When you self-publish a book, the work isn’t done when you finish writing it, and finally manage to publish it. About half of the work involved in the self-publishing process is still ahead of you: promoting your book.
When I wrote and self-published The Vegan Tourist: Vienna (and a German-language edition, The Vegan Tourist: Wien), I knew that this book would never be a best-seller. It’s a restaurant guide for vegetarians and vegans visiting the City of Vienna. That’s a very small target audience, and I knew that I would never be able to count on book royalties from The Vegan Tourist: Vienna as a means of income. But I didn’t care. I started writing the book shortly after I became a vegan myself, after 29 years of living as a vegetarian. I wanted to learn about the various (non-food) aspects of veganism, and explore everything the city had to offer for vegans. Since I was doing all this research anyway, I decided to write a book about it as well.
I decided on self-publishing early on, before I wrote a single word. During a business trip to New York City, I bought books about self-publishing, and the whole process immediately appealed to me. I like learning new things, doing them step-by-step, and I don’t mind making mistakes along the way. I decided to self-publish through Amazon’s Create Space platform, and loved the whole process. I plan on writing many more books, and plan to self-publish every single one of them.
But as I pointed out at the beginning, you’re not done when you finally manage to publish your book. Self-promoting it is a huge part of the whole publishing process, and I am only just beginning. I’ve learned everything I needed to know about self-publishing, now I need to learn about self-promoting books on the Internet. I am impressed (and a bit intimidated) by all the options available to me.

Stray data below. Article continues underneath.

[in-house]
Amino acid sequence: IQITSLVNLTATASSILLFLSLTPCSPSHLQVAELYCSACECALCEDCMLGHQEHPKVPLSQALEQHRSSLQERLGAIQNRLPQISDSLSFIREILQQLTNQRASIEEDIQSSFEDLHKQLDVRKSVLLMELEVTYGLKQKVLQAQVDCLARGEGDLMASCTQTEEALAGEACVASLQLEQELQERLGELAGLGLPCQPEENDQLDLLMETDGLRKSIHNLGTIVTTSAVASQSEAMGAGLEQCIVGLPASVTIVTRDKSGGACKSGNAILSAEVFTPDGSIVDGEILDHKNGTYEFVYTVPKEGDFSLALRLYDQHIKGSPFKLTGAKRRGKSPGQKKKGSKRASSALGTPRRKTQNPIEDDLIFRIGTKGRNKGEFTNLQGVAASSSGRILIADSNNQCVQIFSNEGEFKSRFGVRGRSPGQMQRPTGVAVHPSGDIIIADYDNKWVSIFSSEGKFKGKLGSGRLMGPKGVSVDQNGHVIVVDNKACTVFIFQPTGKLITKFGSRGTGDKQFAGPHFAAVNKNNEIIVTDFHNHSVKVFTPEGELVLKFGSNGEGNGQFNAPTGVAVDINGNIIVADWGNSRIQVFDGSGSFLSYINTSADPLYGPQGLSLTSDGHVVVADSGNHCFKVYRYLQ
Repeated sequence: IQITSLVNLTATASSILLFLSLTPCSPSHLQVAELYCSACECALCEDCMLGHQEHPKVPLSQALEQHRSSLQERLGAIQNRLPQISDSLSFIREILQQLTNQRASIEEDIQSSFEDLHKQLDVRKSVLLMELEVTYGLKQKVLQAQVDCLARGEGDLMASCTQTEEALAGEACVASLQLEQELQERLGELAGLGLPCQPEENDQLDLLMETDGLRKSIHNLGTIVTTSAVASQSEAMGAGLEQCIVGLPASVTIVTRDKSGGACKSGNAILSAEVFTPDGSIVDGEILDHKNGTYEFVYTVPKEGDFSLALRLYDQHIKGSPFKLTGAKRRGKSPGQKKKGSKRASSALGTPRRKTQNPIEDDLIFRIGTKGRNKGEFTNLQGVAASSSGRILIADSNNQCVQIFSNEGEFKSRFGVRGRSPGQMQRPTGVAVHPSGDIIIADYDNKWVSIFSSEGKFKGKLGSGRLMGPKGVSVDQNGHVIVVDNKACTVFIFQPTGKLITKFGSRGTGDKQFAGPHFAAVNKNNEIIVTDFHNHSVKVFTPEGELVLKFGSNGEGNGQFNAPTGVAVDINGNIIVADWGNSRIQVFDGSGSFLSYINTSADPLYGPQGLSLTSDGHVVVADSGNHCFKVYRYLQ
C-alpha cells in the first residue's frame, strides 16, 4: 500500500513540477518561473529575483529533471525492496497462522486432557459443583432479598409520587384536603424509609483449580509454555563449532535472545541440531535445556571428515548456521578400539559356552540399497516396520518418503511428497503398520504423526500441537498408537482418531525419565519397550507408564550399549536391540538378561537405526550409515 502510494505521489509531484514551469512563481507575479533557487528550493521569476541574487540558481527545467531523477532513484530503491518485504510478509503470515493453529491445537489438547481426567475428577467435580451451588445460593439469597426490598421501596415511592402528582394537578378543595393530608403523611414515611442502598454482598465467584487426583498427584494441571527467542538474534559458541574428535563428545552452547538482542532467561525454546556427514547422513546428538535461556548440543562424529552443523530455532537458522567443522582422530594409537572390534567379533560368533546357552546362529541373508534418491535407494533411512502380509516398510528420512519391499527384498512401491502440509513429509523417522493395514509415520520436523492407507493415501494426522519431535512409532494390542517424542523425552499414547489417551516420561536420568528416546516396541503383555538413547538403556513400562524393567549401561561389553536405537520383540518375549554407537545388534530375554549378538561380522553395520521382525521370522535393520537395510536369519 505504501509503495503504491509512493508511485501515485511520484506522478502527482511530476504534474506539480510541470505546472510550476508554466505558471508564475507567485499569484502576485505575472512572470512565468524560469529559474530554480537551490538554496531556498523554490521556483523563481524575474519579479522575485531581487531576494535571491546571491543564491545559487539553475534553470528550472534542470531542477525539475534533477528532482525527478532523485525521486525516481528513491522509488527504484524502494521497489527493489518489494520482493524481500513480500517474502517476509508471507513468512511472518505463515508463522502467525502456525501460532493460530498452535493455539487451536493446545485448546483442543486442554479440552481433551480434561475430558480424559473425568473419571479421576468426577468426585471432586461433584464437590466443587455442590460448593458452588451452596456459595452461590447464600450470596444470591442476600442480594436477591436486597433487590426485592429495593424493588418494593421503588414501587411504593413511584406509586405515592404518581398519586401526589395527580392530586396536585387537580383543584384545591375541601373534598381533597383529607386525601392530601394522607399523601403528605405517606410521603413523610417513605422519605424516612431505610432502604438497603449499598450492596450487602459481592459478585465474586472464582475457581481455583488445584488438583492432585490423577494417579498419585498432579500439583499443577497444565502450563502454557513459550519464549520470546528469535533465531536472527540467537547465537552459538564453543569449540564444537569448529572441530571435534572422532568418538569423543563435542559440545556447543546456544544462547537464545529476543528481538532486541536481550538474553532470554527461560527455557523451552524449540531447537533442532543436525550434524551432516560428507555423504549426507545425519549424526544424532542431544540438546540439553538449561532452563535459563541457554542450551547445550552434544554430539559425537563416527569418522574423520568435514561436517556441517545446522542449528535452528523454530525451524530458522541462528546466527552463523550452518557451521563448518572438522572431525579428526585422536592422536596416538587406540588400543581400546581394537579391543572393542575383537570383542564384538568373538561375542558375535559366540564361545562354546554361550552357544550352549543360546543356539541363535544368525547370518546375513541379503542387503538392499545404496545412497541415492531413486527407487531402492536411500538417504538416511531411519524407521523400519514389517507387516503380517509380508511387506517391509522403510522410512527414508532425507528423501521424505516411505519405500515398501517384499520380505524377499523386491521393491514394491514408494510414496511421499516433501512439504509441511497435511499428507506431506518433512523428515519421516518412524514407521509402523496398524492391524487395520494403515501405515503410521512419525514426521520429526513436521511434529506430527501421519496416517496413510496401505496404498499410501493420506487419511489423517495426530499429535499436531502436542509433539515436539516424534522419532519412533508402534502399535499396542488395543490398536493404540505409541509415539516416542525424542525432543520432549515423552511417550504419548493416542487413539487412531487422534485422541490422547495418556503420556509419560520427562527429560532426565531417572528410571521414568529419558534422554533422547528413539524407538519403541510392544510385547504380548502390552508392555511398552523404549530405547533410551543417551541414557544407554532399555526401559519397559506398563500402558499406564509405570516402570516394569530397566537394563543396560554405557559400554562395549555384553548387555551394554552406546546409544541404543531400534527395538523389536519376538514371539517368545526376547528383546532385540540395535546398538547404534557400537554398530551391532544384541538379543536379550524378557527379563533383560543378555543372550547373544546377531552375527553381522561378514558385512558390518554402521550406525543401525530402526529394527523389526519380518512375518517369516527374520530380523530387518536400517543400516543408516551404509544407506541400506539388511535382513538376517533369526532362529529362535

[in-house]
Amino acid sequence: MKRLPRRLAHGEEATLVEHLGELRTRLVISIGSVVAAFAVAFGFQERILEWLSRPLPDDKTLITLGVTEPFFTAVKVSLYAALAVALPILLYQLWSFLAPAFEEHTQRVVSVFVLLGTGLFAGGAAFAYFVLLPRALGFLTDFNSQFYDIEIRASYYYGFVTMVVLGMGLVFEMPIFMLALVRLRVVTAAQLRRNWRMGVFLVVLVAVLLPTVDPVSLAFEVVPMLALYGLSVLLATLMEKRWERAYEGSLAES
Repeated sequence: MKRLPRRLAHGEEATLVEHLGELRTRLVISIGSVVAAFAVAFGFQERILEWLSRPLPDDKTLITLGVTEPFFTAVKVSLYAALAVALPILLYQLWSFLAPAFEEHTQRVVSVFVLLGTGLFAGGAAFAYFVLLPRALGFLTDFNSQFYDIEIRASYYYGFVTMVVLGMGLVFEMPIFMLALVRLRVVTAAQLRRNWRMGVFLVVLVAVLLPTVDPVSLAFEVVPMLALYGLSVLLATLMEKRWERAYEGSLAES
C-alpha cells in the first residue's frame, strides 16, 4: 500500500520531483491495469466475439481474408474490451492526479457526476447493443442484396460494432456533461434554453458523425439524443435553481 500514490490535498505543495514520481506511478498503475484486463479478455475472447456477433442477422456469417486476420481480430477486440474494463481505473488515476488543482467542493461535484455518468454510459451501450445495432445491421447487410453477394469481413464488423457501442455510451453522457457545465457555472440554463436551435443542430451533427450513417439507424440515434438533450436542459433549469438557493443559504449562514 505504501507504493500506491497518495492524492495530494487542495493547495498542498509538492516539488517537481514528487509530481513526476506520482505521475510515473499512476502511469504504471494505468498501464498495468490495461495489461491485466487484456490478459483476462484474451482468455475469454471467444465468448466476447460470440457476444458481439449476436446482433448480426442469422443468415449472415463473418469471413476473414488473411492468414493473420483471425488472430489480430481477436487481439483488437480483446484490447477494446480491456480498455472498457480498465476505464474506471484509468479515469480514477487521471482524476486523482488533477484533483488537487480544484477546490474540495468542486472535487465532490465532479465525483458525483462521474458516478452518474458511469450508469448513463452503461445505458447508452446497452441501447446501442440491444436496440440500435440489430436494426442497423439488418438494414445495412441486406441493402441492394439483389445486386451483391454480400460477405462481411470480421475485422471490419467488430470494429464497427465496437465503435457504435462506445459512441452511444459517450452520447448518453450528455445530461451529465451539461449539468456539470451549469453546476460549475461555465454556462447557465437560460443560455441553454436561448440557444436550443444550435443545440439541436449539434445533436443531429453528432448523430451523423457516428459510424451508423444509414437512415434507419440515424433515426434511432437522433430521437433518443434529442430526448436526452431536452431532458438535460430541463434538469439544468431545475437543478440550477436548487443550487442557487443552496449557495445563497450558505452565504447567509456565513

The Vegan Tourist: Vienna has such a specific target audience, anyone who searches for “vegan Vienna” or “vegetarian Vienna” on Amazon, will immediately find my book. It comes up as the first search result (or nearly first, if you type “vegetarian”), and everyone searches for books on Amazon these days. Vegans, who are looking for a restaurant guide about Vienna, will find my book, guaranteed.
So my self-promotion efforts aren’t primarily aimed at this particular book. I am using The Vegan Tourist: Vienna to learn about the whole online promotion process while I write my next book, which is a work of fiction. By the time I finish my second book (in about a year, I hope), I should have a Press & Public Relations plan all worked out – something I am lacking right now.
Self-publishing a book is a lot of work, and if you are not prepared to learn every single aspect of it, and do all the work yourself, I wouldn’t recommend it. Are you just starting out? Are you writing the very first words of your first book? Learn now how you can best promote it, not after you finish writing it. Do not underestimate the time and effort necessary for this step of the self-publishing process. My advice would be to set aside as much time for promotion efforts as you use to write your book.